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Liu Xiang in lineup, then out, after being disqualified for false start

Liu Xiang in lineup, then out, after being disqualified for false start

Liu Xiang felt good enough to race Sunday, lining up for the 110-meter hurdles at the Prefontaine Classic.
The starting line was as far as he got.
China's track superstar was disqualified with a false start, making him 0-for-2 in America _ as in, he entered two races but didn't run in either.
"Not disappointed, just a pity," Liu said. "But it is past already."
Meanwhile, American pole vaulter Brad Walker did compete and cleared 6.04 meters (19 feet, 9 3/4 inches), breaking an eight-year-old American record of 6.03 (19-9 1/2) previously held by Jeff Hartwig.
Walker shared the spotlight at America's biggest track meet with Maria Mutola, the middle-distance star from Mozambique, who won the 800 meters for the 16th straight year in this, her final appearance at Prefontaine.
Mutola kissed the track after the race.
"All the emotion, the stress is behind me now that I was able to finish good," she said.
Other winners included former world champion Torri Edwards, who ran the 100 in 10.94.
After missing the Athens Olympics because of a doping ban she received even though authorities ruled she wasn't intentionally trying to cheat, Edwards appears to be rounding into form for a bid to Beijing while others are struggling.
Sanya Richards won the women's 400 in 50.10 seconds.
Ethiopia's Kenenisa Bekele failed to improve his world record in the 10,000, but still finished in 26:25.97, the fourth-fastest ever.
Another Ethiopian Meseret Defar fell short of her bid to regain the world record taken from her countrywoman, Tirunesh Dibaba, two days ago in Oslo. Defar won in 14:38.73, nearly 38 seconds off the new world mark of 14:11.15 set by Dibaba.
Kenyan-born Bernard Lagat, a naturalized American citizen since 2004, won the rarely run two miles _ run instead of the 1,500 meters here _ in a time of 8:12.45.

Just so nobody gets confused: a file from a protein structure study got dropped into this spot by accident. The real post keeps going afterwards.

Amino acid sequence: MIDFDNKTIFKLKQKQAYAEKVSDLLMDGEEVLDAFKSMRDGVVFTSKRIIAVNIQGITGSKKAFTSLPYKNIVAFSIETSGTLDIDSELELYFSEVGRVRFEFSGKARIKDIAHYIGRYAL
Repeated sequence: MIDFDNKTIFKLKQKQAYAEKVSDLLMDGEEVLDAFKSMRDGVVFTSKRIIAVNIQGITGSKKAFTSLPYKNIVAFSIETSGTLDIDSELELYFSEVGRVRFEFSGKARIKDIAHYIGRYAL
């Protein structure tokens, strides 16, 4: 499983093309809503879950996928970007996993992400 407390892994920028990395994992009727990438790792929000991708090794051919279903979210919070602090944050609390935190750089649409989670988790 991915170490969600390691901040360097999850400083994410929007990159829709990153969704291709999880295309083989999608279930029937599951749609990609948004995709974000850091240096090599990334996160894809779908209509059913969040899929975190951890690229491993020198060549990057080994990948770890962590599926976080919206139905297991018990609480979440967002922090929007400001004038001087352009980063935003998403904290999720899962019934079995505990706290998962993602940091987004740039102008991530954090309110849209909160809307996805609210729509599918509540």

Liu, the defending Olympic gold medalist and current world record holder was scratched from last week's race in New York with a sore right hamstring and said he would decide at race time Sunday whether he would compete. And indeed, he was out there on a crystal clear day in Eugene, pacing around, looking ready to go.
When the eight hurdlers first lined up, it was Liu's countryman, Shi Dongpeng, who got hit with a false start. But the first miscue is charged to the entire field, making the second false start the one that really counts.
It was there that Liu flinched ever so slightly before the gun. Knowing he was gone, he shook his head in frustration, having come all the way to the United States and never getting to compete.
Asked what happened, he said "nothing happened."
"I didn't even realize I had the false start," Liu said.
That left the door open for Anwar Moore of the United States, who won the suddenly watered-down race in 13.09 seconds.
"I don't know. I can't call it," Moore said when asked if Liu flinched. "The judges called a false start, so I don't know."
Liu will head back to China, where his condition certainly will be one of the hottest topics between now and the Beijing Olympics.
"It's getting better," Liu said of the hamstring. "Much better than New York."
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AP Sports Writer Bob Baum contributed to this report.